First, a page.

The history of Italian cinema is mostly regarded as a history of Italian auteurs. This book takes a different standpoint, looking at Italian cinema from the perspective of an unusual, but influential actor: advertisers.
From the iconic Vespa scooter and the many other Made in Italy products placed in domestic and international features, to Carosello's early format of branded entertainment, up through the more recent brand integration cases in award-winning titles like The Great Beauty, the Italian film and advertising industries have frequently and significantly intersected, in ways that remain largely unexplored by academic research. This book contributes to fill this gap, by focusing on the economic and cultural influence that advertising and advertisers' interests have been exerting on Italian film production between the post-war period and the 2010s. Increasingly market-oriented film policies, ongoing pressure from Hollywood competition, and the abnormal economic as well as political power held by Italian ad-funded broadcasters are among the key points addressed by the book. In addition to a macro-level political economic analysis, the book draws on exclusive interviews with film producers and promotional intermediaries to provide a meso level analysis of the practices and professional cultures of those working at the intersection of Italian film and advertising industries.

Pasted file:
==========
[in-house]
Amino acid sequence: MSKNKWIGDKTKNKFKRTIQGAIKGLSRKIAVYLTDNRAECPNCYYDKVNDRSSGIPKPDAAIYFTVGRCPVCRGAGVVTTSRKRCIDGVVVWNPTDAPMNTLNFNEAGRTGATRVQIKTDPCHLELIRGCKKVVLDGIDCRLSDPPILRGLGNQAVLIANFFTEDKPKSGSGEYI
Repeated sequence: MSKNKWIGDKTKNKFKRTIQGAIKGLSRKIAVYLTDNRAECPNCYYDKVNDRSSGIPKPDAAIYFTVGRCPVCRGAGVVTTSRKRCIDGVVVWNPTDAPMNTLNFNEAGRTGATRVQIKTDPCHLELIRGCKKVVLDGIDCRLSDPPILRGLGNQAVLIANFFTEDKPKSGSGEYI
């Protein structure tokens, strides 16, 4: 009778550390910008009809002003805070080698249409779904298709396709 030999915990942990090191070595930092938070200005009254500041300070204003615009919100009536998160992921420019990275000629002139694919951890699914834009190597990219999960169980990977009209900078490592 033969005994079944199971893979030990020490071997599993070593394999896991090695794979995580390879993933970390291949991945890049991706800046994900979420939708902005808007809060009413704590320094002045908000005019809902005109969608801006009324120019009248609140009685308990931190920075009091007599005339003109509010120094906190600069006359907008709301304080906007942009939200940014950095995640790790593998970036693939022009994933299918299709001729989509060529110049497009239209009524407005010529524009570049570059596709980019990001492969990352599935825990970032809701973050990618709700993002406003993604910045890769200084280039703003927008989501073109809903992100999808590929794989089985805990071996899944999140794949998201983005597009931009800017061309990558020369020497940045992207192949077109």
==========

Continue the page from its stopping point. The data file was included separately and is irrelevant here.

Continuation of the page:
Providing an in-depth yet clear and accessible overview of the political and economic dynamics driving the Italian media landscape towards unprecedented forms of marketisation, this is a valuable resource for academics and students in the fields of film and media studies, marketing, advertising, and Italian studies.